a next frequency is entered.
Some small pushbuttons below the display panel activate the RIT, the attenuator,
the fast and slow speed AGC and the frequency scan (SWEEP) and memory scan (SCAN)
options. In the SWEEP mode, the receiver will automatically scan a range between
two edge frequencies, You can control scan speed and stop signal level with
the two controls with the orange markings, RUN will start the scan mode.
The oldest NRD-525 models had only a tuning speed of 2 kHz per revolution and
10 Hz steps, perfect for radioteletype reception, not so well suited for
searching a whole broadcast band. In later sets (after the End of 1986), You can
speed up tuning ten times and increase frequency steps to 100 Hz by pressing
thr RUN button.
At the rear of the receiver, You find all necessary connectors: The NRD-525
accepts not only 230V mains but also 13,8V DC for mobile operation from a car
battery. There are low power timer outputs, You can use them to drive a
high voltage relay and to time a cassette recorder for automated recording.
The antenna connectors are switchable for high and low impedance antennas.
The RF signal will pass the switchable attenuator and an electronic preselector
stage, after having passed a 35 MHz low pass filter, it will me mixed up to
the 70,455 MHz first intermediate frequency. After a second amplifier stage,
the signal is mixed to the second 455 kHz intermediate frequency. It will
pass the Noise Blanker, the IF filters and the HF notch filter and will be handed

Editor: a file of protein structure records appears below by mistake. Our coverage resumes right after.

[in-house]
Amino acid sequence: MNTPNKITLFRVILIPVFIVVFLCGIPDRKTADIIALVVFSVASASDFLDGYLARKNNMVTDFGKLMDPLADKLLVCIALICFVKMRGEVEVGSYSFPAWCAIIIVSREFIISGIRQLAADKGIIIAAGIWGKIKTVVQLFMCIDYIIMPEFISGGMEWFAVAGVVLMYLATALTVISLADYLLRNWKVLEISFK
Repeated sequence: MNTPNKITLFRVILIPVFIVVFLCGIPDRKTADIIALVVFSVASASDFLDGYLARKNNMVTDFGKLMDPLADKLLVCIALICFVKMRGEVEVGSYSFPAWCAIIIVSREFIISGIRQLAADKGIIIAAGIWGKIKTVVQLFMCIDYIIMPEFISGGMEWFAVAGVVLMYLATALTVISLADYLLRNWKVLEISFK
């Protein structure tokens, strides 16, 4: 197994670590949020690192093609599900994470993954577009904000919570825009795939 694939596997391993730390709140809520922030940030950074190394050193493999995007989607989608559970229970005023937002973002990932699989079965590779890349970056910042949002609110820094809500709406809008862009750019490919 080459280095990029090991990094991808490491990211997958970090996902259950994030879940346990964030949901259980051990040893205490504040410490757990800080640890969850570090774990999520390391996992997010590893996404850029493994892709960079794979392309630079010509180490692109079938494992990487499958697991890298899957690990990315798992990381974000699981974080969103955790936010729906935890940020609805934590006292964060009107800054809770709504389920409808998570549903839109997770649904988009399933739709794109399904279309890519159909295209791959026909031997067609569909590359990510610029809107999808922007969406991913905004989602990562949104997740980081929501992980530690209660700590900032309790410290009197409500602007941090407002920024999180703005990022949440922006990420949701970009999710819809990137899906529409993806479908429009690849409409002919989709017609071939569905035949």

over to the Am and SSb product demodulator.
Frequencies are controlled by a PLL synthesizer, it is controlled by an optical
encoder from the main tuning knob or several memory and scanning functions; all
memory channels save reception mode, bandwidth filter setting, attenuator and
In practical use, the NRD-525 receiver offers You an excellent sensitivity
and extensive signal processing capabilities. Even with medium length random
long wire antennas, it will offer You great DX experience. Thanks to the
electronic proselection, I never encountered any problems with intermodulation
or cross modulation effects.
The factory standard IF bandwidth filters are not considered as optimal for
superior DXers needs. The wide 4/10 kHz (-6/-60 dB) filter will not efficiently
cut off 5 kHz adjacent channel interference, the INTERmediate filter gives
a very bassy audio, I would wish to find a filter in between or a 4 kHz filter
with far better skirt selectivity.
You could try to get rid of interfering signals using the Passband tuning or
the Notch filter, the PBT in my Drake R-4B or my modified Icom R-70 seems to
be far more effective. The synchroneous detector won't let You select one
sideband im AM mode, it's efficiency is surpassed by the SYNC demodulator
found in Sony's ICF-2001D, in the
AR-7030 or the ECSS mode of the NRD-535.
The audio coming out of the receiver, has always been a subject of dicussions
over all the years. It is undoubted, that the internal monitor speaker gives
only sufficient audio to make sure, the receiver is working, but it's not of much more use.
You should connect an external speaker or a decent pair of headphones for DXing.
The background hiss level is considerably high, especially when You have to rely
on the use of the 4 kHz INT filter, listening to the NRD-525 can be very tiring.
The Collins R-390 with it's 4 kHz mechanical IF filter is great for AM listening,
but when You're in need of a versatile receiver for tropical band DXing and
radioteletype decoding, for picking up amateur radio CW traffic and mediumwave
band DXing, the NRD-525 does a very good job even twenty years after it's